|Week 6: Program and Diagram|
|Learning Objectives||This week will introduce 3d and 2d diagrammatic techniques that aid in the understanding and reconsideration of complex building programs. Starting with visual representations that speak to the relative size and required relationships implicit in a written building program, we'll be emphasizing how diagrams can be used to recombine and understand programmatic elements in productive manners.|
Occupation / Information
How we inhabit and move through space is often a complex and choreographed experience, sometimes planned for and other time not. Visualizing these relationships can be fruitful as a designer can help you and others begin to understand these relationships to various extents. Occupation can be open and unplanned, strict, illicit, temporary or ephemeral, logical and adaptable. Your design intent therein can be exploded into various types of diagrams, which are examined below.
They expand architectural representation beyond qualities within reach of descriptive drawing. Plans and Sections, though necessary as architectural documents, are not always the clearest way to get your point across. At the same time, looking past and inside of a plan or section to the forces of its creation can suggest new types of drawing methods, both 2d and 3d. Question such as, "What is acting on a site (existing and future forces), what is happening in the site (activity) and how is that playing out over time or at specific moments (longevity)", can all inspire diagrammatic simplifications of these complex relationships, moments and sequences.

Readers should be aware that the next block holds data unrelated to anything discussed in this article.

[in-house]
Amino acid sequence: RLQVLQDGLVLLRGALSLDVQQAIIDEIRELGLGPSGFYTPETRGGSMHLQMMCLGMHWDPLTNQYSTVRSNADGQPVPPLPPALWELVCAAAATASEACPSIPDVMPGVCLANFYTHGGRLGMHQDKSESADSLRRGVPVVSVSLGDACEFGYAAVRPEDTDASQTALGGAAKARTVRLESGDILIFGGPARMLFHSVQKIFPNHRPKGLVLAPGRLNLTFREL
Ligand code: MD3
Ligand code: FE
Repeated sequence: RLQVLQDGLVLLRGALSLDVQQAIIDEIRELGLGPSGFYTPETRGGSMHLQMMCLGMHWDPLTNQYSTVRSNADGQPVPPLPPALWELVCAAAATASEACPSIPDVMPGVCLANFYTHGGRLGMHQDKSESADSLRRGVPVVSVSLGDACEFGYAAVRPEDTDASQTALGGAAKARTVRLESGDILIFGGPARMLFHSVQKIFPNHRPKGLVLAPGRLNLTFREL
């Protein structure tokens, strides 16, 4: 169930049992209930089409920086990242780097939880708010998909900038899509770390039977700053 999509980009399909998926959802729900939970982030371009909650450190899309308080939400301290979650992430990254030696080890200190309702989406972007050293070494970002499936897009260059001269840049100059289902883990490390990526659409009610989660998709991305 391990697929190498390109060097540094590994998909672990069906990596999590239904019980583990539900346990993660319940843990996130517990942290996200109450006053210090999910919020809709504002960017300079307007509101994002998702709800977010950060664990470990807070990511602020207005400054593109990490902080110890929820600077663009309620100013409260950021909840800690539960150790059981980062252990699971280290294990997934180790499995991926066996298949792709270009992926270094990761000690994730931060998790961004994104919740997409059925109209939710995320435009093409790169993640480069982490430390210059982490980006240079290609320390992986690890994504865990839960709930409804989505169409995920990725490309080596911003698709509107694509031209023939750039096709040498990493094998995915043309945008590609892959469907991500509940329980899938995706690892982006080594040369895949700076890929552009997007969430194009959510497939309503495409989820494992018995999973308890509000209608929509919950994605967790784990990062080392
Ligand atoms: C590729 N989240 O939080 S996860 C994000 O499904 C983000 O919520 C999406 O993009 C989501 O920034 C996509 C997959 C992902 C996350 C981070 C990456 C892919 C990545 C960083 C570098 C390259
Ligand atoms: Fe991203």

As is the case with all abstractions, they present a selected, edited, and redacted version of the world. Diagrams try to take a situation and distill it down to a simple idea, one that doesn't take long to "get" right away. The loads of detail that might exist in a plan or section will often be removed from the diagram to call out only one aspect, not drawn to "show", but drawn more to "explain", or to add a level of intent and understanding to what may seem like a jump in design thinking. The diagram can be used as the link in this regard.
Material / Assembly Strategies
Environmental Analysis / Performance
Workflow: Program-Circulation Diagram
The goal of this workflow is to demonstrate how a simple massing can be programmed with boxes to divide and discern the location of the various circulation and programmatic elements. This workflow will start in Rhino, move to VRay and finished in Illustrator
Exercise: Create a Program Circulation Diagram
- This exercise has students creating 3 Program-Circulation Diagrams. Using an established workflow, students will be asked to diagram various programmatic scenarios. Three different iterations will allow for this method to be used as a learning tool, and not simply a final diagramming method.